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The operation #{ } appears to be so fundamental that my Ruby book completely skips its definition. Can someone provide an explanation?

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3 Answers 3

up vote 14 down vote accepted

Why This Is a Good Question

This is a tough question to Google for unless you know the right search terms. The #{} operator technically performs expression substitution inside a string literal.

The Answer

The #{} literal is the operator used for interpolation inside double-quoted strings the same way that the backticks or $() construct would be used in Bash. From a practical point of view, the expression inside the literal is evaluated, and then the entire #{} expression (including both the operator and the expression it contains) is replaced in situ with the result.

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1  
It is worth noting that it also works inside %Q{...} strings, heredoc strings, %W{...} arrays, backtick commands, %x{...} commands and Regexp literals. –  d11wtq Jun 3 '12 at 11:06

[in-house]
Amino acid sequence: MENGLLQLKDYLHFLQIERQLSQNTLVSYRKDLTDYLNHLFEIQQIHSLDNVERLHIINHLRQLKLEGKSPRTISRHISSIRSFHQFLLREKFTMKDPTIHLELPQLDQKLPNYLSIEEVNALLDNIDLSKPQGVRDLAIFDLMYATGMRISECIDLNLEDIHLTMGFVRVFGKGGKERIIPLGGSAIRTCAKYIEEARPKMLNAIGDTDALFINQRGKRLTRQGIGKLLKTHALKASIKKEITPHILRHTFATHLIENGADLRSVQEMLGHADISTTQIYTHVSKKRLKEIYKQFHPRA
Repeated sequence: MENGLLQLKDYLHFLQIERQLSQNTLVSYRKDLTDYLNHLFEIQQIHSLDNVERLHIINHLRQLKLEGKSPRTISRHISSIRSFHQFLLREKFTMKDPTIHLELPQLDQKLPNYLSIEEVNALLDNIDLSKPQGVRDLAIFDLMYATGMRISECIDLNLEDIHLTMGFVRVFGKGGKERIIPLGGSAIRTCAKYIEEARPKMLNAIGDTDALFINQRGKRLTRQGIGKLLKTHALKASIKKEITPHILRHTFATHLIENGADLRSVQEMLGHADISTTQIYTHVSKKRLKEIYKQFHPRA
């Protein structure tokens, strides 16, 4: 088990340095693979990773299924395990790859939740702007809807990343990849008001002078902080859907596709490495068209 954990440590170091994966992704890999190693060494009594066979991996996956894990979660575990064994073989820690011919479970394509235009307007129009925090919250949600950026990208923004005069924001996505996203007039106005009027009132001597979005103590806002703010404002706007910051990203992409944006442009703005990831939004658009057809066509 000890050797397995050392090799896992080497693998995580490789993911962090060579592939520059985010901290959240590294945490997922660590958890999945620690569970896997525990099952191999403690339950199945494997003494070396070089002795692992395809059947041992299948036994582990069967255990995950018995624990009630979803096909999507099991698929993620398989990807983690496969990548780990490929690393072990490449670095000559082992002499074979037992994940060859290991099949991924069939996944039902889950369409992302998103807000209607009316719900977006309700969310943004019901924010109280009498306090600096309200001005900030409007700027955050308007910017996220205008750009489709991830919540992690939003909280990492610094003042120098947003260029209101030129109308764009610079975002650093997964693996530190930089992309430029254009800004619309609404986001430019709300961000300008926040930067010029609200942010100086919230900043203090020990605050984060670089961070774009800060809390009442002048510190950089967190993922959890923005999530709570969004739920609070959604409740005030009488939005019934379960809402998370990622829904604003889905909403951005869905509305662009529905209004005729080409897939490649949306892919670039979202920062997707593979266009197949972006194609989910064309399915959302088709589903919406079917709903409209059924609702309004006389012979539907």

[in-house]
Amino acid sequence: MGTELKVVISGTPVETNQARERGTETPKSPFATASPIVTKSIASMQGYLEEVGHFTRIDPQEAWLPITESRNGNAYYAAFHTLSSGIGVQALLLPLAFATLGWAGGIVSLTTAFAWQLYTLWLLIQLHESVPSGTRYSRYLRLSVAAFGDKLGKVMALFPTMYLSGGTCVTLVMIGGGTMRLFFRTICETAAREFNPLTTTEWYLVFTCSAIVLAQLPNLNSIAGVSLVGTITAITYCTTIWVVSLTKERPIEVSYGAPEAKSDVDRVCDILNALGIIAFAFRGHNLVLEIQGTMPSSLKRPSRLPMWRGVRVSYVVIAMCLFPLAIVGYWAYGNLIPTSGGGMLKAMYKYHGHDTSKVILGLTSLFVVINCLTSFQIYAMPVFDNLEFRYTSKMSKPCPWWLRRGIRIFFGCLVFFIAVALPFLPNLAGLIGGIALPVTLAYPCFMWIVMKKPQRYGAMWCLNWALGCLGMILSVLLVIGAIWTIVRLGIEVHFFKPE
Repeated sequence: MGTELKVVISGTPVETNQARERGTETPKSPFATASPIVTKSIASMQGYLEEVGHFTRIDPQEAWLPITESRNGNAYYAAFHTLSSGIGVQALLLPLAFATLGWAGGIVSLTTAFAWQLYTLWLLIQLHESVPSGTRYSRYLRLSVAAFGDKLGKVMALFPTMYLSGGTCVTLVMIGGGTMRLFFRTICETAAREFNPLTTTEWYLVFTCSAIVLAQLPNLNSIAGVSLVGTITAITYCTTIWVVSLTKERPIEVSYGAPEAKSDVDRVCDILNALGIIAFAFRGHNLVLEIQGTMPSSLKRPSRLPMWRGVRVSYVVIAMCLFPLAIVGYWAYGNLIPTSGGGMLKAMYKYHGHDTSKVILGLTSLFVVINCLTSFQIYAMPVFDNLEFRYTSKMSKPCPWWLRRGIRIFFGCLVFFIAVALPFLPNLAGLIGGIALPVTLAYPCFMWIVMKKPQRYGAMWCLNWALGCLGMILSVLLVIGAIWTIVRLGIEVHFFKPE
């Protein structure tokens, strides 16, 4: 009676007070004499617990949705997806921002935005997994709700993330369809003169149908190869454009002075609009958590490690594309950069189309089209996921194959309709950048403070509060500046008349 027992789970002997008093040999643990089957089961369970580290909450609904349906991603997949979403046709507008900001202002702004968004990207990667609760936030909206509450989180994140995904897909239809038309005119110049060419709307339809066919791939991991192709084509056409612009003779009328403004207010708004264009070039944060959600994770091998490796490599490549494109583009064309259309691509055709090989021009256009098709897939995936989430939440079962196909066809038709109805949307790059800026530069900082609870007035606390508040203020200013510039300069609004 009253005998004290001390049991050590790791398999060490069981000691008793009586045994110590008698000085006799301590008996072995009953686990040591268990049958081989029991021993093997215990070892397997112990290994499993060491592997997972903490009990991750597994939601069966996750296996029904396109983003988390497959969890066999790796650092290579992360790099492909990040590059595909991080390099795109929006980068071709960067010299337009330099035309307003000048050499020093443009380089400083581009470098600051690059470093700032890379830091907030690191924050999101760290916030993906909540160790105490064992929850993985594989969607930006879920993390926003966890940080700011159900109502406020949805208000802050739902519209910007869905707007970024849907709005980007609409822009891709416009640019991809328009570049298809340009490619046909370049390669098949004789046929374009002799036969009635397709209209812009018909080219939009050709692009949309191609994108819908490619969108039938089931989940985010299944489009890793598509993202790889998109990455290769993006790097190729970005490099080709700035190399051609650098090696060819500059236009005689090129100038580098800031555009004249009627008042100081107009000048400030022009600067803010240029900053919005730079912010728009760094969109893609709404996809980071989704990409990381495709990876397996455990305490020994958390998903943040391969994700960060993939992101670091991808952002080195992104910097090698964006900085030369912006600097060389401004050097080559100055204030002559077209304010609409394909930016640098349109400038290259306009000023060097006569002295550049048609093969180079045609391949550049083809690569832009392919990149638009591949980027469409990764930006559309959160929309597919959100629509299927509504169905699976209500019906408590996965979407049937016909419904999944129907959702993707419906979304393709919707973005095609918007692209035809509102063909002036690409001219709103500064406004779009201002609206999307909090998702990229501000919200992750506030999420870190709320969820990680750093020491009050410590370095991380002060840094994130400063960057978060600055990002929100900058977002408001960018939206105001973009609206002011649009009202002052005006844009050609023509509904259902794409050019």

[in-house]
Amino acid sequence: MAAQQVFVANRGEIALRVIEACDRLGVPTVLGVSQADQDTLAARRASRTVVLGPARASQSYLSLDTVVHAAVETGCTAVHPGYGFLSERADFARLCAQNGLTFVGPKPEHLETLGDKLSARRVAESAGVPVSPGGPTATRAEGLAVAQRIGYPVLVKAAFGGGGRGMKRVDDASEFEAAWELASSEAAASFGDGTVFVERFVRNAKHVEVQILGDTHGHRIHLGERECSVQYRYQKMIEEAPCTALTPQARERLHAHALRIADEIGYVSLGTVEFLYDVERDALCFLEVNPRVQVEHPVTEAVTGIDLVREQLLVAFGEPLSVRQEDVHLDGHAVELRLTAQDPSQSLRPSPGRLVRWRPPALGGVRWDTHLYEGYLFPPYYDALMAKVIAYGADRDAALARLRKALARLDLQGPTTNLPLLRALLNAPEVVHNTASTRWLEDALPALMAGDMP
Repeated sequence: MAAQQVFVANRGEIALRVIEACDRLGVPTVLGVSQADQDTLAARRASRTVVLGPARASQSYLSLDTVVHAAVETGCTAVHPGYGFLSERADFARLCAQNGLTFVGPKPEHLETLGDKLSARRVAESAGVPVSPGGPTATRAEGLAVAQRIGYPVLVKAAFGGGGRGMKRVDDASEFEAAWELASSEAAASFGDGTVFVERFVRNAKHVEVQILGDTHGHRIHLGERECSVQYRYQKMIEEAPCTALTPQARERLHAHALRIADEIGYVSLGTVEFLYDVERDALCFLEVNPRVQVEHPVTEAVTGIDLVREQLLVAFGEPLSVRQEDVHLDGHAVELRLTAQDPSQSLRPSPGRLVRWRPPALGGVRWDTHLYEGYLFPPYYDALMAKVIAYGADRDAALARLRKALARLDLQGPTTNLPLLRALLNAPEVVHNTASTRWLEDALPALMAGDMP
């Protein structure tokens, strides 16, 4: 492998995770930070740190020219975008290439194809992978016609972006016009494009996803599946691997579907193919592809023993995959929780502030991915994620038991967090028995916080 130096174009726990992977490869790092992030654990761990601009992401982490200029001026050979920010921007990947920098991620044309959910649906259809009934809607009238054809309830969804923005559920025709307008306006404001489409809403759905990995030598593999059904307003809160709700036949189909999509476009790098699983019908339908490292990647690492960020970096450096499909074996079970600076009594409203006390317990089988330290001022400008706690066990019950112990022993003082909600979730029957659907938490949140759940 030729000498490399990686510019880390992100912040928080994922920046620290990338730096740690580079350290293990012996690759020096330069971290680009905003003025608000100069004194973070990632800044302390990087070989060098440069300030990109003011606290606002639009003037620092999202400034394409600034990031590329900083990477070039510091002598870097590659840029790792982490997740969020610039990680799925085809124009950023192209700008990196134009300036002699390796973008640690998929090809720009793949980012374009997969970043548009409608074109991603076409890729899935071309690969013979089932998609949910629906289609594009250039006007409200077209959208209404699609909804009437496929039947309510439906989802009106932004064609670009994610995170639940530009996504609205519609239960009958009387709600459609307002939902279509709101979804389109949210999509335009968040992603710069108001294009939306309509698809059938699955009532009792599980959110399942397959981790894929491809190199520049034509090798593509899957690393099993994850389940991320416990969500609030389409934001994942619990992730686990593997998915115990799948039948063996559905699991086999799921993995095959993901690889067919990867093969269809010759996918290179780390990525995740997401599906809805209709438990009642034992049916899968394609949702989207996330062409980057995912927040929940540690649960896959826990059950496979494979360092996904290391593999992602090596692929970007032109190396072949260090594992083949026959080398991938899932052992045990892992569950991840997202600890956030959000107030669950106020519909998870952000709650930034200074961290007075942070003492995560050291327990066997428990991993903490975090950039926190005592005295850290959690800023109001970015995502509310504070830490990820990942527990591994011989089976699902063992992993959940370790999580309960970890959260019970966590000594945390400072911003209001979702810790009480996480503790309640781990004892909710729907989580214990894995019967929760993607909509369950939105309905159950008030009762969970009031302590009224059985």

@CodeGnome Yes, it's almost impossible to make Google cough up this information unless you already know the answer. –  Colin Jun 3 '12 at 15:50
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@Colin: That's where there's symbolhound.com: symbolhound.com/?q=%23%7B%7D –  mu is too short Jun 3 '12 at 17:16

It allows you to put Ruby code within a string. So:

"three plus three is #{3+3}"

Would output:

"three plus three is 6"

It's commonly used to insert variable values into strings without having to mess around with string concatenation:

"Your username is #{user}"
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It's the string interpolation operator, you use it to insert an expression into a string. Your string needs to be embedded in " to let this magic work, no 's. It is much faster and better than string concatenation.

var = "variable"
"this is a string with a #{var} in" => "this is a string with a variable in"
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